Children and modesty


Our family (my wife, my son and me) went to India for a vacation and we took lodgings at friends’ house in a little town in Andhra Pradesh. They have two sons, 5 and 3 years old. Our son is 5.
Our friends told us that often at home their children wore only the traditional Indian waist-laces, but if we had some problem they would have told the children to wear the shorts. We thought that we shouldn’t enforce our custom, so we answered that it was OK.
Really we were a little worried because we didn’t know how our son would have behaved. However he had no problems at all. He had played for 10 minutes with his new mates when he asked permission to take off his clothing.
Perhaps our idea of modesty shouldn’t be too absolute.


I think there are three parts of the Catechism that bring up discussion on this subject:

The forms taken by modesty vary from one culture to another. Everywhere, however, modesty exists as an intuition of the spiritual dignity proper to man. It is born with the awakening consciousness of being a subject. Teaching modesty to children and adolescents means awakening in them respect for the human person.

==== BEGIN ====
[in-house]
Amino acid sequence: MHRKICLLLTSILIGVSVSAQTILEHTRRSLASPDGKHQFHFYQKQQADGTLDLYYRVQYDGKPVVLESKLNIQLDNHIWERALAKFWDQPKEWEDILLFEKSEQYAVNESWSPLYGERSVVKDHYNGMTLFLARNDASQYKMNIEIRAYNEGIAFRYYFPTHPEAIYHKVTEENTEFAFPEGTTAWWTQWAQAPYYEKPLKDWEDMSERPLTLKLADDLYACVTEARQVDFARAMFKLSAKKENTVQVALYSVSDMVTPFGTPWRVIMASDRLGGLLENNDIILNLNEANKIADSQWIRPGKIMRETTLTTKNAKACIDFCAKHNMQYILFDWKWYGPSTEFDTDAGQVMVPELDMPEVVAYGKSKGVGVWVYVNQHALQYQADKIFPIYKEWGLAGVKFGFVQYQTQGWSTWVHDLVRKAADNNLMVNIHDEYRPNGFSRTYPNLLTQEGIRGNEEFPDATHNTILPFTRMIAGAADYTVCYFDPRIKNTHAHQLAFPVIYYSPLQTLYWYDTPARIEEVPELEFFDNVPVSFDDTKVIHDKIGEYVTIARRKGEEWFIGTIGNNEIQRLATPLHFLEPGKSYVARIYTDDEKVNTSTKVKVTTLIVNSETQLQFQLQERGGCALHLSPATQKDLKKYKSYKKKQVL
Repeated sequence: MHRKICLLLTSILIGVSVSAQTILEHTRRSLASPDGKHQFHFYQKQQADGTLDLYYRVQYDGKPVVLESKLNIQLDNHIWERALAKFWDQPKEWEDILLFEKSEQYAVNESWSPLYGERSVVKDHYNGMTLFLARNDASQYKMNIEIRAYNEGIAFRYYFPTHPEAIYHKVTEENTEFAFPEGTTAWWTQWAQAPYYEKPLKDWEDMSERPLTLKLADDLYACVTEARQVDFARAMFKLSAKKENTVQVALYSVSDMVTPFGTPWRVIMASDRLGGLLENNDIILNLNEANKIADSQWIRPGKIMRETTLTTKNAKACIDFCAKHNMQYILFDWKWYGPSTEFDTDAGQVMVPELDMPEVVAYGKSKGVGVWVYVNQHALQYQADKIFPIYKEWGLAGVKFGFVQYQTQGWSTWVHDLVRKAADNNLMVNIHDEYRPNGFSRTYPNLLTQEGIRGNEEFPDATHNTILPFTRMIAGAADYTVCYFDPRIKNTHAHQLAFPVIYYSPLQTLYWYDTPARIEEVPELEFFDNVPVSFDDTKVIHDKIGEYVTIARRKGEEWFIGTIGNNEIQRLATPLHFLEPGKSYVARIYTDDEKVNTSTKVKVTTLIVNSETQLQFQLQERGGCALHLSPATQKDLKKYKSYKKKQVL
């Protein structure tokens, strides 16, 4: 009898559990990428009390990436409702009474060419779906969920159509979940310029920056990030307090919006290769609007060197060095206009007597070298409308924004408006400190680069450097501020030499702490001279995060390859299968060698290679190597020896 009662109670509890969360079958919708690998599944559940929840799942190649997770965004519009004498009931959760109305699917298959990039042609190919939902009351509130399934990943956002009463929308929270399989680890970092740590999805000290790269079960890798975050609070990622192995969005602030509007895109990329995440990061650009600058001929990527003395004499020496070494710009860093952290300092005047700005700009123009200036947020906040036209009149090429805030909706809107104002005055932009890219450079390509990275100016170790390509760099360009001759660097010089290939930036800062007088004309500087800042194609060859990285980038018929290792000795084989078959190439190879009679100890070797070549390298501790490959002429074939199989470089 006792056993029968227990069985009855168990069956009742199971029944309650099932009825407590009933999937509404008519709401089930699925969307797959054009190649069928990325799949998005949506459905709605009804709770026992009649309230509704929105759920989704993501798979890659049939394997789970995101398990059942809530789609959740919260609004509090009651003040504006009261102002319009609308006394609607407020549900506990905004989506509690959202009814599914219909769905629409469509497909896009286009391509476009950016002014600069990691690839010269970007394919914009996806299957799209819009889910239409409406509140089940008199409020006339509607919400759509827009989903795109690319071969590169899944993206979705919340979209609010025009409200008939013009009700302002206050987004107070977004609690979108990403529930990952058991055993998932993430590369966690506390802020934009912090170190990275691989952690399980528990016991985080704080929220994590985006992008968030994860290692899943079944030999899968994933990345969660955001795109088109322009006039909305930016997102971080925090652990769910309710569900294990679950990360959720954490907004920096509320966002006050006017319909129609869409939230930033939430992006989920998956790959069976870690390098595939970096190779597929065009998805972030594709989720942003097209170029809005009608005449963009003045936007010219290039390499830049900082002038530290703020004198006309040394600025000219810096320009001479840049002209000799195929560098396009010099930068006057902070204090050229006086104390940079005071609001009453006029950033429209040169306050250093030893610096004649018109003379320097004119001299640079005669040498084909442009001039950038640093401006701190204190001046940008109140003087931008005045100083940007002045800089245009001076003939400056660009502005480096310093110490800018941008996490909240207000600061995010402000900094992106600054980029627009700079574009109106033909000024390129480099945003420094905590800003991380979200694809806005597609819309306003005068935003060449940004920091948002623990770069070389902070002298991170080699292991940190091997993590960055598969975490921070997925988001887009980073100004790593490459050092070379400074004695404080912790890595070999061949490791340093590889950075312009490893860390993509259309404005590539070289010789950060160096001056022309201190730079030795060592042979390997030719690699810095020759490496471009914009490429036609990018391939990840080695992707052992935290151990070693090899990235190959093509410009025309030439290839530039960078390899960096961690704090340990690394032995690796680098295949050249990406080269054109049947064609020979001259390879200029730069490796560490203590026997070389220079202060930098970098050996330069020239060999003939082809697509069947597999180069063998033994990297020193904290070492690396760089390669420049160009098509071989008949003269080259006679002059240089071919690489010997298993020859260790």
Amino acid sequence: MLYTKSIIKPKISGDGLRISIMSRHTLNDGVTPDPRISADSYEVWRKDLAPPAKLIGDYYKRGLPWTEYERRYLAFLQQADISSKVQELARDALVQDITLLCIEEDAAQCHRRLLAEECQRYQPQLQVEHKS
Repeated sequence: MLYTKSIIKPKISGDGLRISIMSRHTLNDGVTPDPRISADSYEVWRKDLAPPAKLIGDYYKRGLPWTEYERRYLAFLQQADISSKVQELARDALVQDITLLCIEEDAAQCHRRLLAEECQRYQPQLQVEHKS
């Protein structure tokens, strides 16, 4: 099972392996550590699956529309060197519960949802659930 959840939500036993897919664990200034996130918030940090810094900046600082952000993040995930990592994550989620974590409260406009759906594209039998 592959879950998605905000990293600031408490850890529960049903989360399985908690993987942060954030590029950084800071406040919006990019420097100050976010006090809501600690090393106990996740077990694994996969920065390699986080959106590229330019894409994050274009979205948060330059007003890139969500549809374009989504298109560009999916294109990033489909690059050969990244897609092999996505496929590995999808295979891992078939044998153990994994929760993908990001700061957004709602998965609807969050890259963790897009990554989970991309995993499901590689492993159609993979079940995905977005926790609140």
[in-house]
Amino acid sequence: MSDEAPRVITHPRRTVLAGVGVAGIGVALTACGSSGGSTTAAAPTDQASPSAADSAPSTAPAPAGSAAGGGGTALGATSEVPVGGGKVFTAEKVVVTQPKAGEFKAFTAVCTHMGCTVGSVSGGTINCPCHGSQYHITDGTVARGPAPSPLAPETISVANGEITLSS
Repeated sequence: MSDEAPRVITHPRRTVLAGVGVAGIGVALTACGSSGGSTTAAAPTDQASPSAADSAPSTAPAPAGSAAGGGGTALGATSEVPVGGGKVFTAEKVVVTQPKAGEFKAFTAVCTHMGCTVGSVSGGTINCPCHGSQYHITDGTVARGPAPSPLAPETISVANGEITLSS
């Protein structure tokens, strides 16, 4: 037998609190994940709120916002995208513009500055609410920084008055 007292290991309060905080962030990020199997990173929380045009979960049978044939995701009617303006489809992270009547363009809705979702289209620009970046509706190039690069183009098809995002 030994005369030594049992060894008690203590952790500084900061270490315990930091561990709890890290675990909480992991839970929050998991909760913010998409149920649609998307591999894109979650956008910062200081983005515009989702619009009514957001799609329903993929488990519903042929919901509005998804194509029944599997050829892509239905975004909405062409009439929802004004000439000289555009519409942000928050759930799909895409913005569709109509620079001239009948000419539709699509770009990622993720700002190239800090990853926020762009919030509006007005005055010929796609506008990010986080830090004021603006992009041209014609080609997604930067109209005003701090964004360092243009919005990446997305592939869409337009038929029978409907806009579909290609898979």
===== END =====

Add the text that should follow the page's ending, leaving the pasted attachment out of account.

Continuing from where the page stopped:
Christian purity requires a purification of the social climate. It requires of the communications media that their presentations show concern for respect and restraint. Purity of heart brings freedom from widespread eroticism and avoids entertainment inclined to voyeurism and illusion.

So-called moral permissiveness rests on an erroneous conception of human freedom; the necessary precondition for the development of true freedom is to let oneself be educated in the moral law. Those in charge of education can reasonably be expected to give young people instruction respectful of the truth, the qualities of the heart, and the moral and spiritual dignity of man.


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